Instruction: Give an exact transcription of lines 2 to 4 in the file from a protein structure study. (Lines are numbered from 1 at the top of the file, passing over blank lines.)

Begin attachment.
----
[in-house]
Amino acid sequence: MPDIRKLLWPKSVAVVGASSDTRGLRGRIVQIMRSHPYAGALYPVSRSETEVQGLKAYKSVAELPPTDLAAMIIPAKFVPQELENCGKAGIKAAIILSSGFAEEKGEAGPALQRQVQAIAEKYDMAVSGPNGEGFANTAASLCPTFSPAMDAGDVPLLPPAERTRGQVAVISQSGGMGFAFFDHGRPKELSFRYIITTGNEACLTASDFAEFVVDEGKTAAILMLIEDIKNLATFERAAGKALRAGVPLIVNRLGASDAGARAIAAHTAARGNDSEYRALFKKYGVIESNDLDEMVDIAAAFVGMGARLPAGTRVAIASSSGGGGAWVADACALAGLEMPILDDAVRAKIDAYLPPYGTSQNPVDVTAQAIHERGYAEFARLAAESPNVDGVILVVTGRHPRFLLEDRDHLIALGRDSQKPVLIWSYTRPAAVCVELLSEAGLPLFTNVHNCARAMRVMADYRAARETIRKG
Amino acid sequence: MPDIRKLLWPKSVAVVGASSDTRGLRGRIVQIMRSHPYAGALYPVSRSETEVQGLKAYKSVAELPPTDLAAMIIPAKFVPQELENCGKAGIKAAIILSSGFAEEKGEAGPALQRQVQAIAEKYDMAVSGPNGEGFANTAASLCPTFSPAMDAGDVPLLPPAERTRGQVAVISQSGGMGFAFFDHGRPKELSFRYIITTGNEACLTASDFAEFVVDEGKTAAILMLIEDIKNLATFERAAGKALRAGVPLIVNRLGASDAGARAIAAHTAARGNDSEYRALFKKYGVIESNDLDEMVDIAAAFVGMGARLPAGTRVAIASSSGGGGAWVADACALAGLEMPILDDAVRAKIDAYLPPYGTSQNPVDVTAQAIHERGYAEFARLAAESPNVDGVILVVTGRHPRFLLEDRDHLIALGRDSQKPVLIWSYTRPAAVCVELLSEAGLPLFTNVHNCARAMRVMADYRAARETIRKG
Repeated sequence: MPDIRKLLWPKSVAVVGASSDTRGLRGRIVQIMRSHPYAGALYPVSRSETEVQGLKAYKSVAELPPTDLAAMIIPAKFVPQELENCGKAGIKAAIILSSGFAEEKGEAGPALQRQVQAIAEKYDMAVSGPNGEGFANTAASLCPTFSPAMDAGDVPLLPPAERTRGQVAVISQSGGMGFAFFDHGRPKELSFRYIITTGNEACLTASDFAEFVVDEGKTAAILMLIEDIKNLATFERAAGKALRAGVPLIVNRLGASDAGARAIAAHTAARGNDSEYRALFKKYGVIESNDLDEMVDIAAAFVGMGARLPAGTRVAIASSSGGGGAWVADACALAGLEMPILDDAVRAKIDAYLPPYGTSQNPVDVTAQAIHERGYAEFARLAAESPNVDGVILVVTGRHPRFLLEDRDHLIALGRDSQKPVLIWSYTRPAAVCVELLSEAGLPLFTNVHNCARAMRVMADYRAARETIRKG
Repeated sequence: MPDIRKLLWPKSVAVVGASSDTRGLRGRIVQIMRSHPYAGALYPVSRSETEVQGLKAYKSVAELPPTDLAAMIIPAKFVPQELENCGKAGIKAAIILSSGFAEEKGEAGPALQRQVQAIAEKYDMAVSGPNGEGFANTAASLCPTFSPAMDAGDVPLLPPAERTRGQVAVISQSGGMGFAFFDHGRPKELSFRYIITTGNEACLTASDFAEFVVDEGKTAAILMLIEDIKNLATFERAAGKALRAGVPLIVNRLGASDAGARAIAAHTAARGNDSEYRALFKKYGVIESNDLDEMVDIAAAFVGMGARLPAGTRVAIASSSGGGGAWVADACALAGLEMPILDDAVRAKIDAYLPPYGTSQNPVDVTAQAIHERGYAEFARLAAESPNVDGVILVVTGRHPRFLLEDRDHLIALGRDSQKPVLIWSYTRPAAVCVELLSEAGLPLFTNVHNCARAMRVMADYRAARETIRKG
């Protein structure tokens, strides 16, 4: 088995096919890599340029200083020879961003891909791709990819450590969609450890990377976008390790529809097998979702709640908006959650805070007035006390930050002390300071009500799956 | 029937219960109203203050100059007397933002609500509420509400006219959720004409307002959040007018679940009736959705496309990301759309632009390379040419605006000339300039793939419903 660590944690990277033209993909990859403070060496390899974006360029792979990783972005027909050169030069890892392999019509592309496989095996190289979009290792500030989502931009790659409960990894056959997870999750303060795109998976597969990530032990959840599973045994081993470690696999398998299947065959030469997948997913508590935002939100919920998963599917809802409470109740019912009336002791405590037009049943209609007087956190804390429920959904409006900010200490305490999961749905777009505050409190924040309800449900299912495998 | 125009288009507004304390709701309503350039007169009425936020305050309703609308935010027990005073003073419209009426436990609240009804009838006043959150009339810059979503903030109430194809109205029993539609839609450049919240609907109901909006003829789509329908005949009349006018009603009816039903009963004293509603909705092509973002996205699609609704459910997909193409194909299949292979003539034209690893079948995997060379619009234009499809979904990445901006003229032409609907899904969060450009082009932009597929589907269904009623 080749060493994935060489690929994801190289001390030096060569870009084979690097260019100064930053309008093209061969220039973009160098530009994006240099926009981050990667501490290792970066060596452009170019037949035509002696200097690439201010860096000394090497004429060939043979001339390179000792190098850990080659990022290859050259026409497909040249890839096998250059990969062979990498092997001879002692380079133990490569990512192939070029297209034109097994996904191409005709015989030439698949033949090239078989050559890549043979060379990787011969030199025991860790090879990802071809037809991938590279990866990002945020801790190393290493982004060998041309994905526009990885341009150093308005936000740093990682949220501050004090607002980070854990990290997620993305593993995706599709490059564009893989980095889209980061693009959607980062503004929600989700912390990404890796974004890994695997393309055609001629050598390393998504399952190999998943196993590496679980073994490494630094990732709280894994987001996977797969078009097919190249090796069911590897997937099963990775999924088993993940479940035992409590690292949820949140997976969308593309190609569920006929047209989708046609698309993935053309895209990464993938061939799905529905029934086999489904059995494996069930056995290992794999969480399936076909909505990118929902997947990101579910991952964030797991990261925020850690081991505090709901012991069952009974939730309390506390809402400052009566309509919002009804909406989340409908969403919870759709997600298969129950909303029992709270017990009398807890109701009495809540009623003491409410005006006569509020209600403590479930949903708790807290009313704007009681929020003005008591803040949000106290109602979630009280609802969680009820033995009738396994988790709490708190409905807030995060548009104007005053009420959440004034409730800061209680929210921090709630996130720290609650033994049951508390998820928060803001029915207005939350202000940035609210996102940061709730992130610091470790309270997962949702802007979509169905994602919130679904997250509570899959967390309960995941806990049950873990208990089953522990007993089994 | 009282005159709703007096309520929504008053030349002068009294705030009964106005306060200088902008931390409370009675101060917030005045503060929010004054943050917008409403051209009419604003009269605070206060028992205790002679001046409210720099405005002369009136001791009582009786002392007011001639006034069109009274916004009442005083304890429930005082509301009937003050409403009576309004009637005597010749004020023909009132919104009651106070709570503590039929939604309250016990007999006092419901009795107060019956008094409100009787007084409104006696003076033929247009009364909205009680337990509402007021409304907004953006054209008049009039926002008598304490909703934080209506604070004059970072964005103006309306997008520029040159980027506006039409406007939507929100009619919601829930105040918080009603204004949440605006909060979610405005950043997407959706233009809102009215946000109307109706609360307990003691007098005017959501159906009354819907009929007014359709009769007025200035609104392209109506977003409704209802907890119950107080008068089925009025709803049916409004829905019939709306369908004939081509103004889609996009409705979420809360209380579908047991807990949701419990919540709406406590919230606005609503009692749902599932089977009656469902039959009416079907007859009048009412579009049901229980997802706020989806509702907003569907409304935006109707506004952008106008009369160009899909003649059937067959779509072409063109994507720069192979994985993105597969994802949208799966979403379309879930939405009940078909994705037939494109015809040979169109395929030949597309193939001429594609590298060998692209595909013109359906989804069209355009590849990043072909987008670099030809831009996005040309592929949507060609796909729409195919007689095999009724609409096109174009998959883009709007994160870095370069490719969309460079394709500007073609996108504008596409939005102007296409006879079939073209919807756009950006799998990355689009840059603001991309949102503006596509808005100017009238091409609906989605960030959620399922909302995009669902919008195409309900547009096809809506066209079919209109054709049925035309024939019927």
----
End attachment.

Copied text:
Amino acid sequence: MPDIRKLLWPKSVAVVGASSDTRGLRGRIVQIMRSHPYAGALYPVSRSETEVQGLKAYKSVAELPPTDLAAMIIPAKFVPQELENCGKAGIKAAIILSSGFAEEKGEAGPALQRQVQAIAEKYDMAVSGPNGEGFANTAASLCPTFSPAMDAGDVPLLPPAERTRGQVAVISQSGGMGFAFFDHGRPKELSFRYIITTGNEACLTASDFAEFVVDEGKTAAILMLIEDIKNLATFERAAGKALRAGVPLIVNRLGASDAGARAIAAHTAARGNDSEYRALFKKYGVIESNDLDEMVDIAAAFVGMGARLPAGTRVAIASSSGGGGAWVADACALAGLEMPILDDAVRAKIDAYLPPYGTSQNPVDVTAQAIHERGYAEFARLAAESPNVDGVILVVTGRHPRFLLEDRDHLIALGRDSQKPVLIWSYTRPAAVCVELLSEAGLPLFTNVHNCARAMRVMADYRAARETIRKG
Amino acid sequence: MPDIRKLLWPKSVAVVGASSDTRGLRGRIVQIMRSHPYAGALYPVSRSETEVQGLKAYKSVAELPPTDLAAMIIPAKFVPQELENCGKAGIKAAIILSSGFAEEKGEAGPALQRQVQAIAEKYDMAVSGPNGEGFANTAASLCPTFSPAMDAGDVPLLPPAERTRGQVAVISQSGGMGFAFFDHGRPKELSFRYIITTGNEACLTASDFAEFVVDEGKTAAILMLIEDIKNLATFERAAGKALRAGVPLIVNRLGASDAGARAIAAHTAARGNDSEYRALFKKYGVIESNDLDEMVDIAAAFVGMGARLPAGTRVAIASSSGGGGAWVADACALAGLEMPILDDAVRAKIDAYLPPYGTSQNPVDVTAQAIHERGYAEFARLAAESPNVDGVILVVTGRHPRFLLEDRDHLIALGRDSQKPVLIWSYTRPAAVCVELLSEAGLPLFTNVHNCARAMRVMADYRAARETIRKG
Repeated sequence: MPDIRKLLWPKSVAVVGASSDTRGLRGRIVQIMRSHPYAGALYPVSRSETEVQGLKAYKSVAELPPTDLAAMIIPAKFVPQELENCGKAGIKAAIILSSGFAEEKGEAGPALQRQVQAIAEKYDMAVSGPNGEGFANTAASLCPTFSPAMDAGDVPLLPPAERTRGQVAVISQSGGMGFAFFDHGRPKELSFRYIITTGNEACLTASDFAEFVVDEGKTAAILMLIEDIKNLATFERAAGKALRAGVPLIVNRLGASDAGARAIAAHTAARGNDSEYRALFKKYGVIESNDLDEMVDIAAAFVGMGARLPAGTRVAIASSSGGGGAWVADACALAGLEMPILDDAVRAKIDAYLPPYGTSQNPVDVTAQAIHERGYAEFARLAAESPNVDGVILVVTGRHPRFLLEDRDHLIALGRDSQKPVLIWSYTRPAAVCVELLSEAGLPLFTNVHNCARAMRVMADYRAARETIRKG